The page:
Can Snakes Recognize Themselves? One Species Has Passed a Modified ‘Mirror Test’ Based on Smell

Eastern garter snakes might recognize their own scents, suggesting the reptiles are more cognitively complex than thought, according to a new study

A close-up of a black and yellow eastern garter snake in a patch of grass.
In a modified version of the mirror self-recognition experiment, eastern garter snakes showed signs that they recognize their own scent. Mark Nenadov via Flickr under CC BY 2.0 DEED

For decades, scientists have used the “mirror test” to determine whether different species are capable of self-recognition. In it, researchers observe whether animals, when marked with paint somewhere on their body and placed before a mirror, investigate the artificial spot. Passed by primates, dolphins, elephants and even certain fish, the test has been thought to measure social intelligence.

Now, scientists have carried out a new spin on the experiment with two species of snakes. Because of the reptiles’ poor vision, researchers tweaked the typical mirror test to appeal to their sense of smell. In findings published this week in the journal Proceedings of the Royal Society B, a team of three scientists doctored the snakes’ own scents and observed whether the creatures recognized—and were curious about—the change.

“There’s a bias out there that [reptiles are] these boring, not very cognitive animals, and that’s completely wrong,” Noam Miller, a co-author of the study and a psychologist at Wilfrid Laurier University in Canada, tells the New York Times’ Asher Elbein. “That’s one of the reasons why we got very interested in studying them and showing the complex cognitive things they can do.”

The researchers tested 18 African ball pythons, a solitary snake species, and 36 eastern garter snakes, which are known to be more social. They collected body oil samples from the snakes and set each one in a long testing arena.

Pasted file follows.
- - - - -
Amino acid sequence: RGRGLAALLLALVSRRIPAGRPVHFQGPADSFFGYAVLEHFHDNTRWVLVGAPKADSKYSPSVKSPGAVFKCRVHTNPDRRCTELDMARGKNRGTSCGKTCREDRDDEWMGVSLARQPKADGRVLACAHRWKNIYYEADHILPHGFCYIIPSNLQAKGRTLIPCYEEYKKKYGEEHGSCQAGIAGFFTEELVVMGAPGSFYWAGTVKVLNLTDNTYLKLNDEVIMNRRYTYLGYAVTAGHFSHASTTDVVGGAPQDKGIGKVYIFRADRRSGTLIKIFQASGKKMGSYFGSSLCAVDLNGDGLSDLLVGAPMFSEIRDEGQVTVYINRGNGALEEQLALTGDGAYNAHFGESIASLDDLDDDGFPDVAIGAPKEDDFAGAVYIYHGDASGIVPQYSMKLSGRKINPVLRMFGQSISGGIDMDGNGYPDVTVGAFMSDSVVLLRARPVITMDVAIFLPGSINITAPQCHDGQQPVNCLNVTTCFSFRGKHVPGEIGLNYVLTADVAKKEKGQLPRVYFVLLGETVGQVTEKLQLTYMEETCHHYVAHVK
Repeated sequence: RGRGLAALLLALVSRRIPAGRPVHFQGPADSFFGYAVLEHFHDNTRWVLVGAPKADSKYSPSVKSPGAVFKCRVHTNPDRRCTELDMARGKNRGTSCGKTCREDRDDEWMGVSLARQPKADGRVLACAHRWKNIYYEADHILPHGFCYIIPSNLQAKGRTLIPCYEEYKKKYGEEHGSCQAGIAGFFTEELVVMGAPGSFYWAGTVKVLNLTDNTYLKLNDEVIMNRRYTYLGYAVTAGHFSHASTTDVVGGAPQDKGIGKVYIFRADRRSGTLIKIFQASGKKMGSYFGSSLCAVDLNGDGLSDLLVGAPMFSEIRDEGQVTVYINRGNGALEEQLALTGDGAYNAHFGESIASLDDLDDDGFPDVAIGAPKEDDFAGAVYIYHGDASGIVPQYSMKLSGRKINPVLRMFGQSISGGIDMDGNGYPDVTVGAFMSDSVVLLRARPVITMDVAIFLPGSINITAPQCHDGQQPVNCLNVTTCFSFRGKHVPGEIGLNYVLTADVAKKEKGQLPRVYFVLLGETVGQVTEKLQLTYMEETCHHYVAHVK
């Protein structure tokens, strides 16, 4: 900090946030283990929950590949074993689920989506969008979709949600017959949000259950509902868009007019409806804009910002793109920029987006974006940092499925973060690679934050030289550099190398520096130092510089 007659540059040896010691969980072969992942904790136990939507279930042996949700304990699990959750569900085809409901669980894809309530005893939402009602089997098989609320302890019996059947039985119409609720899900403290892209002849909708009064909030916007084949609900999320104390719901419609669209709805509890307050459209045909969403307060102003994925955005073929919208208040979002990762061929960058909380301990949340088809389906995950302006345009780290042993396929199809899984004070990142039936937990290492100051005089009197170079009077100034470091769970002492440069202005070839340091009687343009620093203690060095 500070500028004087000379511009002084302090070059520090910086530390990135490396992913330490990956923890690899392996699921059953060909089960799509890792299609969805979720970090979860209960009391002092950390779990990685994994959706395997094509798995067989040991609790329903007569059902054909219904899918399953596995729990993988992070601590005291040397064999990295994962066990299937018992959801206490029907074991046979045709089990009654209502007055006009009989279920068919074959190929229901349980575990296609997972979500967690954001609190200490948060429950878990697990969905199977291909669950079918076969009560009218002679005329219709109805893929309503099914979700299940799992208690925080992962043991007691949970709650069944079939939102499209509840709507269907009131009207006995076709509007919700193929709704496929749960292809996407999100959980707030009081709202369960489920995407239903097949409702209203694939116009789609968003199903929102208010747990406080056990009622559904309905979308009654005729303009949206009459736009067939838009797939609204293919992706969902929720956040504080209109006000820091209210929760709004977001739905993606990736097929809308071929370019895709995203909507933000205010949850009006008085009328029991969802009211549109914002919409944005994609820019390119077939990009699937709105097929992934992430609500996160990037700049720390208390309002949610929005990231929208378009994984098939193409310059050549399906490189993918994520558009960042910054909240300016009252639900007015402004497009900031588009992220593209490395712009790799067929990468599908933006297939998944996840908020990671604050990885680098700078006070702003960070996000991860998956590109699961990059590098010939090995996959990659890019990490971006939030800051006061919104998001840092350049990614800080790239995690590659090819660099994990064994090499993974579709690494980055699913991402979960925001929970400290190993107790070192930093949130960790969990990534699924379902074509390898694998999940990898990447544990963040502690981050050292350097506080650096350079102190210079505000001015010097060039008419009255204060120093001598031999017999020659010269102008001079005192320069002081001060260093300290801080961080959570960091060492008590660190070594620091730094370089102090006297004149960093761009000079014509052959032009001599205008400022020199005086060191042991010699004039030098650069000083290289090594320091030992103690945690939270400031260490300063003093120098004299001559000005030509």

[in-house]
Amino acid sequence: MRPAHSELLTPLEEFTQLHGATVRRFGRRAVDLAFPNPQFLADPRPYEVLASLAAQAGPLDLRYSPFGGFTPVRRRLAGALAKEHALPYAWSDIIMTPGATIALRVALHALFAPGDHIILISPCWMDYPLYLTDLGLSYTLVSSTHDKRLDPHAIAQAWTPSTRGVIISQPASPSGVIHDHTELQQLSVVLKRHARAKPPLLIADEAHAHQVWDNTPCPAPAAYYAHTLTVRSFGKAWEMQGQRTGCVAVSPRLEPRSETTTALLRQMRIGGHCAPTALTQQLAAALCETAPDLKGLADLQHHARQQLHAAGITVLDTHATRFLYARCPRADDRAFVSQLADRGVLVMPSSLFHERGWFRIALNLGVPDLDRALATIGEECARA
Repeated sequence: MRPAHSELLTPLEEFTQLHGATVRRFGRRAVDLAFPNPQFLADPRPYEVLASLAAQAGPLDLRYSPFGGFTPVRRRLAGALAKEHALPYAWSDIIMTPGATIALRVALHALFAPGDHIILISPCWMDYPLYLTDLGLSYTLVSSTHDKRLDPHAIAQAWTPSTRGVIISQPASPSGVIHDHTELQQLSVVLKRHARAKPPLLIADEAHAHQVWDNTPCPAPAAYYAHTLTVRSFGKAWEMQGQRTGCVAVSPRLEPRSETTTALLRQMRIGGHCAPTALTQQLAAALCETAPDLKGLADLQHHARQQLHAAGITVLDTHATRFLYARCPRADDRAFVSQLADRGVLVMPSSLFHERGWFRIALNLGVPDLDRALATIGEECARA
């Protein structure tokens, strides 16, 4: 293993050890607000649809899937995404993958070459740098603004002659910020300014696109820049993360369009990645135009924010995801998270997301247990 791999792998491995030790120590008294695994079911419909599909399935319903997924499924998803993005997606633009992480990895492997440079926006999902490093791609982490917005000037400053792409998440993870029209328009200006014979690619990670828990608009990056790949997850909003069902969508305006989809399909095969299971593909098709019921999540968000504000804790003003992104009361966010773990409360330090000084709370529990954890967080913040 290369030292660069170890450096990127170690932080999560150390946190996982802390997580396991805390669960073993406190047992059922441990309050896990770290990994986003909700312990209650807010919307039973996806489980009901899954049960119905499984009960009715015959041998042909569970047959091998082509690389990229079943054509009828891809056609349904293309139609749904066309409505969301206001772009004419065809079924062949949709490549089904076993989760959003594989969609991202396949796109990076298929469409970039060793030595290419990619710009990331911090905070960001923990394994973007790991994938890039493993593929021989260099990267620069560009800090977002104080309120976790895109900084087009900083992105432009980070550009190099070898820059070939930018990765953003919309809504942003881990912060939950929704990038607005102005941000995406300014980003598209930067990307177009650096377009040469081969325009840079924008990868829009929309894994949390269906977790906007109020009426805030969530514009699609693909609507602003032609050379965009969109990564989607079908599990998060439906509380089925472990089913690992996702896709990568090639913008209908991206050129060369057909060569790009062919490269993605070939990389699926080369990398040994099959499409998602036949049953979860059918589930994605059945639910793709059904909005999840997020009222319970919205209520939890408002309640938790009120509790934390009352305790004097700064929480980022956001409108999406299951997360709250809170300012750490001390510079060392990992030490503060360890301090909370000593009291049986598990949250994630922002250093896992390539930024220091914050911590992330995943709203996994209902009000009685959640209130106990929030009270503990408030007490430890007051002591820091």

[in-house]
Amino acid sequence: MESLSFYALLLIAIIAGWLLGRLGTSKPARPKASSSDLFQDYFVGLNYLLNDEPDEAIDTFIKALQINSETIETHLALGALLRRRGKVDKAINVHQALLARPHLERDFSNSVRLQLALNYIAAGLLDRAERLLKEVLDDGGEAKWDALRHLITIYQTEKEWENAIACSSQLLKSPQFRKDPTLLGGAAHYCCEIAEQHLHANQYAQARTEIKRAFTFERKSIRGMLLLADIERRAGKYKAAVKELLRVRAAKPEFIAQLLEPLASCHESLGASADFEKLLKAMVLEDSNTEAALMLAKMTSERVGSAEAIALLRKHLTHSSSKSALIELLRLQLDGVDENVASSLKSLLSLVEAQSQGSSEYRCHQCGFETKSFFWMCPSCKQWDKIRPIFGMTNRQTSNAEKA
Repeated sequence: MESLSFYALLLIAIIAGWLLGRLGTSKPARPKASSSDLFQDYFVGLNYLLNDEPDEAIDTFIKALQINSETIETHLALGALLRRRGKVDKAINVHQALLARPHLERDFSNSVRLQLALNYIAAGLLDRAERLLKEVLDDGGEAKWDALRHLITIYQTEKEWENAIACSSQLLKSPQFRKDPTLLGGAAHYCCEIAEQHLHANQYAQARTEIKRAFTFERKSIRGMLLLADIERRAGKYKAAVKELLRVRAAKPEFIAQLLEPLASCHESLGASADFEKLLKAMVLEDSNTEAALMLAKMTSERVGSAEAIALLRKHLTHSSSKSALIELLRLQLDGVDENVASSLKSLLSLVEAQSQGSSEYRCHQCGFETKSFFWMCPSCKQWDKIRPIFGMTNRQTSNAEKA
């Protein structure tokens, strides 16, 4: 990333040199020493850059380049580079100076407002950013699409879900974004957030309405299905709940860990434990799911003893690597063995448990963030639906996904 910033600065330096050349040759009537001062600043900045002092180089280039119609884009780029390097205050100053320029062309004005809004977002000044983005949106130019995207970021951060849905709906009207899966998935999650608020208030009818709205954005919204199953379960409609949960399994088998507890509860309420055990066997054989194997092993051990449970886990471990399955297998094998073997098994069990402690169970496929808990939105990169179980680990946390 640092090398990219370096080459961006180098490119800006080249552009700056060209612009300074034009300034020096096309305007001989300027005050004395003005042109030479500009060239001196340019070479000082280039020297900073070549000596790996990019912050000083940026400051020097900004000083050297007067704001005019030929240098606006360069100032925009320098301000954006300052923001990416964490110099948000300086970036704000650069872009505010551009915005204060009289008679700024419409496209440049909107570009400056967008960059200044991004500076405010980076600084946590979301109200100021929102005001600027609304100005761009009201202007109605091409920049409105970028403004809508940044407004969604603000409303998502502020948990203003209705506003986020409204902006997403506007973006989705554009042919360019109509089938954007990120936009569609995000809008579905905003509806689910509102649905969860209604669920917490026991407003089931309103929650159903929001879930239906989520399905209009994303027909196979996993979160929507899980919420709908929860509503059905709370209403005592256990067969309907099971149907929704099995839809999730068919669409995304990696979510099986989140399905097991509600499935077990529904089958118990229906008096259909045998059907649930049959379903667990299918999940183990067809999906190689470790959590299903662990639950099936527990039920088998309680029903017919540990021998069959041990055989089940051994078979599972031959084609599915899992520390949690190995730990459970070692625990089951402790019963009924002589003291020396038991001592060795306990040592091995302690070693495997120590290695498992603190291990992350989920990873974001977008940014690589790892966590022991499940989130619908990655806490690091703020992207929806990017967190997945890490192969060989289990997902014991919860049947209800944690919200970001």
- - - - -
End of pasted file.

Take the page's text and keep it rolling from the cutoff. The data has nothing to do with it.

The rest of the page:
Five cotton pads soaked with different scents awaited them there: The snake’s own scent, its own scent mixed with olive oil, pure olive oil, the scent of another snake and the scent of another snake mixed with olive oil. By recording how long the snakes flicked their tongues—the reptiles’ way of smelling, tasting and, in many ways, “seeing”—the team gauged their interest in each scent.

An eastern garter snake, stretched to its full length on a gravel road, flicks its red tongue
Snakes, including the eastern gartner snake pictured, flick their tongues to smell by gathering chemicals from the air. Paul Hurtado via Flickr under CC BY 2.0 DEED

African ball pythons spent a similar amount of time with each odor. But eastern garter snakes paid much more attention to their own odor that had been mixed with olive oil. The scientists suggest the garter snakes recognized themselves and were intrigued by the unexpected change in their smell.

“They only do long tongue flicks when they’re interested in or investigating something,” Miller tells New Scientist’s Chen Ly. “They may be thinking: ‘Oh, this is weird, I shouldn’t smell like this.’”

Other researchers don’t go so far as to say the snakes were capable of self-recognition. “This interpretation only becomes plausible if a correlation with social behavior can be established,” Johannes Brandl, a philosopher at the University of Salzburg in Austria who was not involved in the study, tells New Scientist.

But Rulon Clark, a biologist at San Diego State University who also was not involved in the study, thought the findings were meaningful. “In a lot of ways, I think their experimental paradigm is more powerful than the mirror tests,” he tells the New York Times. “A highly reflective mirrored surface doesn’t have a lot of ecological analogues. But encountering and understanding the importance of chemical cues left by yourself and your conspecifics is probably a deeply important aspect of the natural history of these animals.”

The study corroborates findings published in the journal Behaviour in 2021, in which a team of University of Tennessee, Knoxville, researchers conducted a similar chemical-based recognition study with 24 eastern garter snakes. Instead of scents and olive oil, they observed the snakes’ interest in cage liners—their own, versus those of other snakes with both similar and dissimilar diets. By observing how long a snake flicked its tongue before each liner, that team also showed that the snakes homed in on their own scents more than any other.

“Snakes demonstrate many of the same cognitive and perceptual mechanisms as other animals if you study them in the right way, ask the right questions and respect their biology and way of dealing with the world,” Gordon Burghardt, a comparative psychologist at the university and the study’s lead author, told National Geographic in 2022.

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